The following statement can be attributed to Ian Rosenblum, Executive Director of The Education Trust–New York:
“The federal government has a responsibility to protect all students’ civil rights. Unfortunately, under President Trump and Secretary DeVos’s leadership we can no longer count on the U.S. Department of Education to fulfill this fundamental obligation. Today’s recommendation to rescind the federal discipline guidelines is a further injustice to students of color, putting them at greater risk of being targeted for unfair punishment and excluded from the classroom. We hope and trust that New York’s leaders will quickly step up and enact and enforce these civil rights protections at the state level.”
Background on the disproportionate use of out-of-school suspensions from STOLEN TIME: New York State’s Suspension Crisis
- Schools outside of New York City were 4.2x more likely to suspend Black students than White students.
- New York City was 5.5x more likely to suspend Black students than White students.
- Schools imposed the most disproportionate discipline on Black female students. For example, outside of New York City, elementary/middle schools suspended 5.9% of Black female students – compared to 0.8% of White female students.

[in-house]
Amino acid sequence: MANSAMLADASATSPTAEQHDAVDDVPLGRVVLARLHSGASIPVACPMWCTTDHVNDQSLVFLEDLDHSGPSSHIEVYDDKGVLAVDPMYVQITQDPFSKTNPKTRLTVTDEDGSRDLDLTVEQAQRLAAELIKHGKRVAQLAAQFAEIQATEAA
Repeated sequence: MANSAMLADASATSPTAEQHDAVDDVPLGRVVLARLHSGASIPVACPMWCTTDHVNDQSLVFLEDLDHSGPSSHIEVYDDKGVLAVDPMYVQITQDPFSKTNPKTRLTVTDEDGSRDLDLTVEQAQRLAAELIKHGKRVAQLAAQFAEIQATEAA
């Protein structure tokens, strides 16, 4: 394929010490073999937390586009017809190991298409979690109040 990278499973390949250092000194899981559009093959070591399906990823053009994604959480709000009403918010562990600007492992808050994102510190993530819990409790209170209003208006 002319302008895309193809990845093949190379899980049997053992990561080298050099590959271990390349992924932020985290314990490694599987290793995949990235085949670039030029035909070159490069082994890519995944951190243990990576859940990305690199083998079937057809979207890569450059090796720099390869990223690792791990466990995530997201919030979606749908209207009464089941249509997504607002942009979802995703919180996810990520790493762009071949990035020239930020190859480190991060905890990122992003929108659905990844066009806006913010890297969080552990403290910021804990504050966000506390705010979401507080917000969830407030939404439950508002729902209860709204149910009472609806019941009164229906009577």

- Schools suspended Black male high school students at a greater rate than any other group of students. For example, outside of New York City, schools suspended nearly 1 in 5 Black male high school students (19.1%).
- Suspensions are an educational justice issue in all types of school districts. For example, in low-need school districts, Black students represented 4% of all students and 15% of all students who were suspended at least once.
Source: New York State Education Department. Unpublished 2016-17 data. Analysis conducted by The Education Trust—New York. Learn more at https://equityinedny.edtrust.org/stolen-time/.